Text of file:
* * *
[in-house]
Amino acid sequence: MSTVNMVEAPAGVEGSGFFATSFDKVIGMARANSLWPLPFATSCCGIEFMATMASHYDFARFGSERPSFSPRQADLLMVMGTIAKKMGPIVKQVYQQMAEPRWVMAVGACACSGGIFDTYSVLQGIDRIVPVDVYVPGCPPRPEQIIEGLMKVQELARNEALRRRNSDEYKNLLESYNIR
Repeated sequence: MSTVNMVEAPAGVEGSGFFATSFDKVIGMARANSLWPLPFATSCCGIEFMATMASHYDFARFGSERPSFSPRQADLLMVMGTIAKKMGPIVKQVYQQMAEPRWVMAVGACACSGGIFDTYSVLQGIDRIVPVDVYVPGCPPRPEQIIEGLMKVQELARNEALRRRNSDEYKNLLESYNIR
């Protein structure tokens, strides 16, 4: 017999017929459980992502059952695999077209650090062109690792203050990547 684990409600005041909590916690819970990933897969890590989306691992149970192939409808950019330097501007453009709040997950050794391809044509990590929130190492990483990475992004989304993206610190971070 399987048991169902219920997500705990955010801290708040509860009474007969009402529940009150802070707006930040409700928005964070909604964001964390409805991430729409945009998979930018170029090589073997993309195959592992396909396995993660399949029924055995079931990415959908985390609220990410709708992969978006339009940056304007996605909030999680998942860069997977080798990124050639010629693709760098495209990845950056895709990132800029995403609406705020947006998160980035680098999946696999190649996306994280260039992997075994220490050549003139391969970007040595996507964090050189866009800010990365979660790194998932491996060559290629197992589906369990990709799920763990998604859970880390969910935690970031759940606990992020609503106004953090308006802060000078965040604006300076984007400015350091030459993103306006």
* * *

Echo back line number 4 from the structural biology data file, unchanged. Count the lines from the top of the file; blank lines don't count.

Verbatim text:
């Protein structure tokens, strides 16, 4: 017999017929459980992502059952695999077209650090062109690792203050990547 684990409600005041909590916690819970990933897969890590989306691992149970192939409808950019330097501007453009709040997950050794391809044509990590929130190492990483990475992004989304993206610190971070 399987048991169902219920997500705990955010801290708040509860009474007969009402529940009150802070707006930040409700928005964070909604964001964390409805991430729409945009998979930018170029090589073997993309195959592992396909396995993660399949029924055995079931990415959908985390609220990410709708992969978006339009940056304007996605909030999680998942860069997977080798990124050639010629693709760098495209990845950056895709990132800029995403609406705020947006998160980035680098999946696999190649996306994280260039992997075994220490050549003139391969970007040595996507964090050189866009800010990365979660790194998932491996060559290629197992589906369990990709799920763990998604859970880390969910935690970031759940606990992020609503106004953090308006802060000078965040604006300076984007400015350091030459993103306006």